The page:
The conference program included a mix of concurrent and plenary sessions. At the concurrent sessions, presenters – day school teachers and educational leaders, professors of rabbinics, instructors in rabbinical schools, synagogue rabbis – shared ideas and arguments, sometimes frontally and sometimes interactively. In every instance, there was time for responses and discussion. In the plenary sessions, the whole group came together for a shared exploration of some of the central themes of the conference.
In addition to providing an opportunity for participants to learn with and from one another, the conference promoted the power and potential of the scholarship of teaching – especially studies of practice – for fostering a way of talking about what we do that is more reflective, more sophisticated about purposes, and more attuned to learning outcomes. The conference also contributed to the further development of scholarship on the teaching of rabbinic literature through the publication of papers and presentations.
What are people saying about the conference?
To read some of the spontaneous expressions of excitement about the conference, go to the comments page.
What happens now?
To learn more:
To learn more about the Initiative on Bridging Scholarship and Pedagogy, visit the project’s main page. In particular, conference participants may want to read the project’s first working paper, “What is Bridging Scholarship and Pedagogy?” [PDF], which spells out the meanings of the phrase and the wider agenda of the project.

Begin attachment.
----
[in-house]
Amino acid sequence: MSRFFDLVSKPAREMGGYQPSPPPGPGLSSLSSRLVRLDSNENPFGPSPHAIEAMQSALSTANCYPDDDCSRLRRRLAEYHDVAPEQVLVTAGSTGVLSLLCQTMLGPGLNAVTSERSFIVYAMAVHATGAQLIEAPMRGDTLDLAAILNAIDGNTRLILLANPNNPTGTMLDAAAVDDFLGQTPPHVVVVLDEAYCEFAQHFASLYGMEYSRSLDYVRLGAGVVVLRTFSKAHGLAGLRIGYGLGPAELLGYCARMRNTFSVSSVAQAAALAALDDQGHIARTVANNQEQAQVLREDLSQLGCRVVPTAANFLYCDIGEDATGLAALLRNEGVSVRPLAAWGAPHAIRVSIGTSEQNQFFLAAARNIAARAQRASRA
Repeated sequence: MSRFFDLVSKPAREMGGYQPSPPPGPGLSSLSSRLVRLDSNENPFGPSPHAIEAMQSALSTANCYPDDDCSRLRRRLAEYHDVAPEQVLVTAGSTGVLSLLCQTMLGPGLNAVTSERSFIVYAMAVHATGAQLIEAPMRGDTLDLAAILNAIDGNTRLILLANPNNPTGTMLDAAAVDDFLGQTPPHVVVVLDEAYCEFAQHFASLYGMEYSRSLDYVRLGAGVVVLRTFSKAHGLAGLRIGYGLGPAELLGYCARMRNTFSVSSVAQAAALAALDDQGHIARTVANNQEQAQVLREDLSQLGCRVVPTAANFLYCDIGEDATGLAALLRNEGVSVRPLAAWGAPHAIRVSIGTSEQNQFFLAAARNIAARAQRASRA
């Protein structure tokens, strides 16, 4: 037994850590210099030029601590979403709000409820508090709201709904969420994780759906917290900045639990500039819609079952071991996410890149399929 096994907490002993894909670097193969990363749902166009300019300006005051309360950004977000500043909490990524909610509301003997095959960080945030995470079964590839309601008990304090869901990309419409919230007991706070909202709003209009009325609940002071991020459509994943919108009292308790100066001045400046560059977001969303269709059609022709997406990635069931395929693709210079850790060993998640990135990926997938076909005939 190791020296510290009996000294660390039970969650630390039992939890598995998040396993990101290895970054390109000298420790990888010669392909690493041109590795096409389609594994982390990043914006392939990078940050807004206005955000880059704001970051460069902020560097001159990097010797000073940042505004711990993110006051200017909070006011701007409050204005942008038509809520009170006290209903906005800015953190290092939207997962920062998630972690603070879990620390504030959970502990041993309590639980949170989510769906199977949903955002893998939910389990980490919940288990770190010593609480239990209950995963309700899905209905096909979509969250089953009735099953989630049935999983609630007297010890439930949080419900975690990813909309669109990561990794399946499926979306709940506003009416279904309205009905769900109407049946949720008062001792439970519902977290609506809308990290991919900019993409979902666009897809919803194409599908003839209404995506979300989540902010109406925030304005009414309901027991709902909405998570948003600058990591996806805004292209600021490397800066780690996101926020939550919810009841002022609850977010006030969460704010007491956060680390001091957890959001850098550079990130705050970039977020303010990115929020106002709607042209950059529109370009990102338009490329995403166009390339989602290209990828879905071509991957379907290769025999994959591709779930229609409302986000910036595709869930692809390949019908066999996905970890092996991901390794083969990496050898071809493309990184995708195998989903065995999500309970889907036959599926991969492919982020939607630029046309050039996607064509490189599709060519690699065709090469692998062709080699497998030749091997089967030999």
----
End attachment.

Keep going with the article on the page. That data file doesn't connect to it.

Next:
To learn more about the Mandel Center conference on Teaching Bible in 2005, visit the conference website.
To learn more about the idea of “pedagogical content knowledge,” see Lee Shulman’s classic article from 1986, “Those who understand: Knowledge growth in teaching,” Educational Researcher 15:2, pp. 4-14.
To learn more about the “scholarship of teaching,” a term that has started to become familiar in higher education, read Eileen Bender and Donald Gray, “The Scholarship of Teaching,” Indiana University Research and Creative Activity 22:1 (1999), available online, and Lee Shulman, “From Minsk to Pinsk: Why a Scholarship of Teaching?”, in the Journal of the Scholarship of Teaching and Learning 1:1 (2000), available online (PDF).
To learn more about the idea of “orientations” towards the teaching of particular subjects, see Barry Holtz, Textual Knowledge: Teaching the Bible in Theory and Practice (JTSA, 2003), “Chapter Three: Teaching the Bible: Building a Conceptual Map.”
Finally, to learn more about studies of practice, see the Bridging Initiative Working Papers—for example, Beth Cousens and Jeremy Morrison’s paper, “Using the Contextual Orientation to Facilitate the Study of Bible with Generation X” (available online, PDF), examines Morrison’s practice of teaching Bible to young adults. For a fine (and rare) example of a study of the practice of teaching rabbinic literature, see Marjorie Lehman, “For the love of Talmud: Reflections on the teaching of Bava Metzia, perek 2,” Journal of Jewish Education 68:1 (2002).